Welcome to the enchanting Makana Botanical Gardens, a true gem nestled adjacent to the Rhodes University campus in Grahamstown, South Africa. Considered the second oldest botanical gardens in the country and a designated national monument, this remarkable natural haven is a must-visit for nature enthusiasts and avid birdwatchers alike.
Established in 1853, the Makana Botanical Gardens holds a significant place in the history of the Cape Colony. Serving as the second garden of its kind at the time, it has witnessed the passage of time and the growth of the surrounding landscapes. Today, its rich historical nature is harmoniously blended with the captivating ambiance of Rhodes University’s sprawling 203-hectare campus, creating a tranquil retreat for students and visitors alike.
One of the most striking features of Makana Botanical Gardens is its exceptional birdlife. As you explore the gardens’ lush paths and vibrant floral displays, keep your eyes and ears open for the symphony of avian residents. Cape weavers, greater double-collared sunbirds, red-winged starlings, yellow-fronted canaries, bronze mannikins, rock kestrels, grey sunbirds, olive woodpeckers, and southern black flycatchers grace the branches with their colorful plumage. If you’re lucky, you may also spot the graceful African harrier hawk, the elusive lesser honeyguide, or even the rare sighting of a Klaas’s cuckoo. With a total of 108 identified bird species and occasional sightings of “vagrant” birds like the chorister robin, Makana Botanical Gardens is truly a paradise for birdwatchers.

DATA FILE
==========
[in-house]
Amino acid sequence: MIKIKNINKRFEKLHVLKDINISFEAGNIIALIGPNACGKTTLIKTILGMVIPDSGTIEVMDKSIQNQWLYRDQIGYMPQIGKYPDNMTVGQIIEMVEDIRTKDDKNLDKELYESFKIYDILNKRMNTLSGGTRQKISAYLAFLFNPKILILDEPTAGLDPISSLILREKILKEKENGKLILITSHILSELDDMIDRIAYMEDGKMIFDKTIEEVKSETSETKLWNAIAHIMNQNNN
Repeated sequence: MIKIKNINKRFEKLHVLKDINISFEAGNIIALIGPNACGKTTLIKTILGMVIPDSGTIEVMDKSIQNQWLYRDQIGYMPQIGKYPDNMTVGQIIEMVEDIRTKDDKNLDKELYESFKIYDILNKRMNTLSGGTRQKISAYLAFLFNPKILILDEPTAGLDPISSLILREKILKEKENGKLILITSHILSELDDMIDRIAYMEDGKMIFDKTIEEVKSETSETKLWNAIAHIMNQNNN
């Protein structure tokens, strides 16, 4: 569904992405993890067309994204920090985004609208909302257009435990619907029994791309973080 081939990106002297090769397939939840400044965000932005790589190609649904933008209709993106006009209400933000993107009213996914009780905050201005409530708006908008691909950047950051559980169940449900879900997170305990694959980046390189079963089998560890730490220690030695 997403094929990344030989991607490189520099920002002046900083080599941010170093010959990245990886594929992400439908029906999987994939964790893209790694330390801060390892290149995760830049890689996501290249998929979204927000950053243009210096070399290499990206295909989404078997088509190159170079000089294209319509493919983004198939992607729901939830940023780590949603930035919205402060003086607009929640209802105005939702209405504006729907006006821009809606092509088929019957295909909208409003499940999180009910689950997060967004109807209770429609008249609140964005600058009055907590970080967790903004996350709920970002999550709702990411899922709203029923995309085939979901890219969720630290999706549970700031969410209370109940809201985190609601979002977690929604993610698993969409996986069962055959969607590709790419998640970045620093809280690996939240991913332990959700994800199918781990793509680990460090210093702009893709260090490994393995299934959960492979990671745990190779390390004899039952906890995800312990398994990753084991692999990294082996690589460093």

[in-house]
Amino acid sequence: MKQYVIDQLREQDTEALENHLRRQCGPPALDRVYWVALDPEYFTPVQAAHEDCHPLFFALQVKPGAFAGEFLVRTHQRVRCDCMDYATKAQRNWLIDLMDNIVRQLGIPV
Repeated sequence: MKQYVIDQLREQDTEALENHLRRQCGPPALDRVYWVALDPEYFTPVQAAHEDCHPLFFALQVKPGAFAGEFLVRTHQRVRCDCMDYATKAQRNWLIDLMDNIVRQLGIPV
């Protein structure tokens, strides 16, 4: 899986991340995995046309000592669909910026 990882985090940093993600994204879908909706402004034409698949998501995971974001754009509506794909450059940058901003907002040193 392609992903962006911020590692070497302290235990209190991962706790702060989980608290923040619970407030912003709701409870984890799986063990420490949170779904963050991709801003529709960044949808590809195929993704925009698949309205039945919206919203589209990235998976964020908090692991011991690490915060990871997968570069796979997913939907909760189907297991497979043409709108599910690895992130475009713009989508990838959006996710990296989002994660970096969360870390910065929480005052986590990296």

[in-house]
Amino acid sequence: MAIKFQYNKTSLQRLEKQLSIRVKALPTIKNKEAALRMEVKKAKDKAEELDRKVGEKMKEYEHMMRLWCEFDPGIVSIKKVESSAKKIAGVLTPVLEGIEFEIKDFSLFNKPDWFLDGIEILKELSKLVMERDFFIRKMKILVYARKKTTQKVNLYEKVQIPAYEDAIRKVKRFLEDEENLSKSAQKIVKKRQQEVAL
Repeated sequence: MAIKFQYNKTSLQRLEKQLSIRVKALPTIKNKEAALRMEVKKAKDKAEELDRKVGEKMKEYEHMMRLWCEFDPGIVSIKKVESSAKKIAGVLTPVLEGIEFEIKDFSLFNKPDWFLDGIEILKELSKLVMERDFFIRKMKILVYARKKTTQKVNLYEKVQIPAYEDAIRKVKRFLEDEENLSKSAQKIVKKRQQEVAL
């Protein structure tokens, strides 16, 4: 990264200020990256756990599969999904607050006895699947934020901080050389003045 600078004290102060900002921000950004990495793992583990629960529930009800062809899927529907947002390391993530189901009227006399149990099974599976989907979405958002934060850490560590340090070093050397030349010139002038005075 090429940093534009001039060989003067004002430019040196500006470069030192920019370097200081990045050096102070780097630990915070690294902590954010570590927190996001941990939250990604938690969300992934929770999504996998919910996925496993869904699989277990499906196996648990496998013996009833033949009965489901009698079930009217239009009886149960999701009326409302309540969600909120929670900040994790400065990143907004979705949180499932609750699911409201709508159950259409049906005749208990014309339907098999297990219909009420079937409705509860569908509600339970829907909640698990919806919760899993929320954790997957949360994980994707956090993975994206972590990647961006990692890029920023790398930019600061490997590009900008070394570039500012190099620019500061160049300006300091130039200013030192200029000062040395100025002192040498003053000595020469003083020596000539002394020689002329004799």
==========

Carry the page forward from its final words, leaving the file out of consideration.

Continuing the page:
In recent years, the gardens underwent a remarkable transformation to restore their former glory. Between 2004 and 2006, the South African National Biodiversity Institute (SANBI) spearheaded a comprehensive rehabilitation and redevelopment program. Recognizing the importance of preserving the diverse flora within the reserve, the project aimed to safeguard the incredible array of plant species that had flourished uninterrupted for decades. While some invasive species had to be removed, their timber was repurposed for various structures needed to enhance the grounds.
Thanks to the collaborative efforts of SANBI and the Makana district, Rhodes University was granted a 99-year lease to ensure the gardens’ long-term care and preservation. This partnership has revitalized Makana Botanical Gardens, allowing visitors to immerse themselves in its breathtaking landscapes and discover the wonders of its botanical treasures.